Timmermans EU official angers Hungary with 'anti-Semitism' charge

The European Commission Vice President has been urged to resign from his position.

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Hungary admits to having "major issues" with George Soros but Budapest is furious after a senior EU official suggested the Hungarian-born financier and philanthropist was the victim of anti-Semitism play

Hungary admits to having "major issues" with George Soros but Budapest is furious after a senior EU official suggested the Hungarian-born financier and philanthropist was the victim of anti-Semitism

(POOL/AFP)
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Hungary told European Commission Vice President Frans Timmermans to quit on Friday after he was quoted suggesting Prime Minister Viktor Orban's animosity towards George Soros was driven by anti-Semitism.

Hungary's foreign ministry said Timmermans "should resign from his post after having accused Hungary's Prime Minister and the country's government of anti-Semitism".

Foreign Minister Peter Szijjarto said that the comments were an "unfounded accusation" and that Hungary "has done more than anyone in Europe to combat anti-Semitism," a statement said.

It added that Budapest "has major issues" with the Hungarian-born financier and philanthropist but that "these disputes have absolutely nothing to do with George Soros's origins or religion".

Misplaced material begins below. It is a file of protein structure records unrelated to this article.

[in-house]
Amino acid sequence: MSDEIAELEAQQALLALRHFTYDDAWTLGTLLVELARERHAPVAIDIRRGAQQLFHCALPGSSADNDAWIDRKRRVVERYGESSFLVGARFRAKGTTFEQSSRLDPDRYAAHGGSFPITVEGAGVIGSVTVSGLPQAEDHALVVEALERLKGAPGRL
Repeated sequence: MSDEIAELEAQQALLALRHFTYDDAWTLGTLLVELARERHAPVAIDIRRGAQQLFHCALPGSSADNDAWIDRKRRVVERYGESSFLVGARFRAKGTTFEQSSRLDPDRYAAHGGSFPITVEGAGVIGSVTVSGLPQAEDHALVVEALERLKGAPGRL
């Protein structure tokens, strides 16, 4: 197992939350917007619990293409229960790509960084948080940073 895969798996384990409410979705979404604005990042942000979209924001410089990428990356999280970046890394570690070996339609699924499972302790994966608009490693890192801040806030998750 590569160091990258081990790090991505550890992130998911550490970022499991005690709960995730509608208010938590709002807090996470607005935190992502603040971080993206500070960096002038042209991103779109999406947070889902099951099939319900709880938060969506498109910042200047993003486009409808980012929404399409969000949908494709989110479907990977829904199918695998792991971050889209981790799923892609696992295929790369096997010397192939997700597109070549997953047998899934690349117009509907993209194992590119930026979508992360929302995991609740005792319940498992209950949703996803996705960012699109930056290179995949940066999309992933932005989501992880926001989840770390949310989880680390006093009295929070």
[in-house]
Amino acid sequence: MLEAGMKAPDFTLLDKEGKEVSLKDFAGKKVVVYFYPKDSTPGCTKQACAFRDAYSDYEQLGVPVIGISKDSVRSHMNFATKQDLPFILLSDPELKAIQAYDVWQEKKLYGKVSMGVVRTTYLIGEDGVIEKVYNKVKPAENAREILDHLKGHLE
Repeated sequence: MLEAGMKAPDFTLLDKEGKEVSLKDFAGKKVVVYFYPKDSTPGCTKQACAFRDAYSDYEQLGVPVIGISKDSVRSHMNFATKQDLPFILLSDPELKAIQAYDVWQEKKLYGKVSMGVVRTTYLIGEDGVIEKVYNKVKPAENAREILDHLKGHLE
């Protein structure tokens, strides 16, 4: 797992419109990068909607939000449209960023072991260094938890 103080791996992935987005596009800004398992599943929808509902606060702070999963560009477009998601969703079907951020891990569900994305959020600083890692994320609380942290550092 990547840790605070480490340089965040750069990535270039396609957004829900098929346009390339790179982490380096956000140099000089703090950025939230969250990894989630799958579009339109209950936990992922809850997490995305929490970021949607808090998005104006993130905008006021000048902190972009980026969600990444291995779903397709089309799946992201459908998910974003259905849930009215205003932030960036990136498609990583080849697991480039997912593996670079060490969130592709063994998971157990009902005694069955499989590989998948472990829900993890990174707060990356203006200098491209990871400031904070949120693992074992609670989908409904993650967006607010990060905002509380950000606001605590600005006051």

Orban on Wednesday told the European Parliament that Soros was an "American financial speculator attacking Hungary" and that the Hungarian-born financier has "destroyed the lives of millions of Europeans".

Asked in an interview with Germany weekly Die Zeit published on Thursday whether he thought the comments sounded anti-Semitic, Timmermans said: "I understood that in exactly the same way as you and was appalled".

Orban was in Brussels to defend education legislation that the Central European University in Budapest, a highly respected institution founded by Soros, believes is aimed at forcing it to close.

The legislation has drawn street protests and international concern including from the US State Department and an open letter signed by more than 900 academics around the world.

Orban has accused the university, set up in 1991 after the fall of communism, of "cheating" and of having an "unfair advantage" over local institutions -- allegations rejected by the CEU as "defamatory".

Orban's government also aims to oblige non-governmental organisations receiving above a certain amount of foreign funding to register and stamp any publication with "foreign-funded organisation".

Mirroring similar rules in Russia, this is also seen as targeting Soros's Open Society Foundation which funds civil society groups and which has also come under fire elsewhere in the region.

Orban, a strong admirer of US President Donald Trump, has long accused Soros, 86, of seeking to undermine Europe by backing immigration, calling it the "Trojan horse of terrorism".

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